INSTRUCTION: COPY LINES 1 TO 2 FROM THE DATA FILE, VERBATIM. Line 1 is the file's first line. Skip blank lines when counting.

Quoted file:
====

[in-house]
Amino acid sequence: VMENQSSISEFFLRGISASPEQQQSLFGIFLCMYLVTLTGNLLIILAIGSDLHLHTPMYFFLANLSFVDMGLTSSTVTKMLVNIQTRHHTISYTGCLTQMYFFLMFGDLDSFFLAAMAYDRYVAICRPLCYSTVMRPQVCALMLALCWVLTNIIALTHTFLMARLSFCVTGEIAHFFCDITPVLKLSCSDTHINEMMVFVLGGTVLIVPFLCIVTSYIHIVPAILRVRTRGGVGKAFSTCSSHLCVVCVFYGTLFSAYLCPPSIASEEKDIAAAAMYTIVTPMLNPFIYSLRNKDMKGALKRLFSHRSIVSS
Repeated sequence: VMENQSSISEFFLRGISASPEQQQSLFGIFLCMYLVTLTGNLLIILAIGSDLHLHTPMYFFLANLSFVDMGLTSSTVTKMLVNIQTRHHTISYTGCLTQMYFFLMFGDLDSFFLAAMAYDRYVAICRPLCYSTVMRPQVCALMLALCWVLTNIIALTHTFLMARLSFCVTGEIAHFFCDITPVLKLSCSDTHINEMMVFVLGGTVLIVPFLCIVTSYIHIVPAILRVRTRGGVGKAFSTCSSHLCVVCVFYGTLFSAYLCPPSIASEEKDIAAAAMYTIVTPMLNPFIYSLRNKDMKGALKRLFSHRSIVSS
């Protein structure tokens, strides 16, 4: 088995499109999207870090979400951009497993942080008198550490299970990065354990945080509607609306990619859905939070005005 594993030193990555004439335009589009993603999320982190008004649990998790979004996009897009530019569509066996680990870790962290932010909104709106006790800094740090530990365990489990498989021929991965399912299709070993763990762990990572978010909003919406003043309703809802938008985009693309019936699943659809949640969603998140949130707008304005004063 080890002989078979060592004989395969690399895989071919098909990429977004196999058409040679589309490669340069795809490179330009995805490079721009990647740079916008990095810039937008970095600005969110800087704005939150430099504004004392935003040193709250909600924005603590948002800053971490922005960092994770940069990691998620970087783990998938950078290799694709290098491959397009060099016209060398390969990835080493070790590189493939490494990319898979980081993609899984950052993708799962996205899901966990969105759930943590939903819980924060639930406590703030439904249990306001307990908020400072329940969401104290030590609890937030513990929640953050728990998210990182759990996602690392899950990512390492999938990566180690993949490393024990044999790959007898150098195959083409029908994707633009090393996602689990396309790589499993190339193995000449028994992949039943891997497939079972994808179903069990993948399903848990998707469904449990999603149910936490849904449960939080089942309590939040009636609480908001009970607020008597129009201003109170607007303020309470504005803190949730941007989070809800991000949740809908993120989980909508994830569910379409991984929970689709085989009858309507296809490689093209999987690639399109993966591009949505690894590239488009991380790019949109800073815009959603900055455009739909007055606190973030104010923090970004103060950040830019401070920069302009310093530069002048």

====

[in-house]
Amino acid sequence: VMENQSSISEFFLRGISASPEQQQSLFGIFLCMYLVTLTGNLLIILAIGSDLHLHTPMYFFLANLSFVDMGLTSSTVTKMLVNIQTRHHTISYTGCLTQMYFFLMFGDLDSFFLAAMAYDRYVAICRPLCYSTVMRPQVCALMLALCWVLTNIIALTHTFLMARLSFCVTGEIAHFFCDITPVLKLSCSDTHINEMMVFVLGGTVLIVPFLCIVTSYIHIVPAILRVRTRGGVGKAFSTCSSHLCVVCVFYGTLFSAYLCPPSIASEEKDIAAAAMYTIVTPMLNPFIYSLRNKDMKGALKRLFSHRSIVSS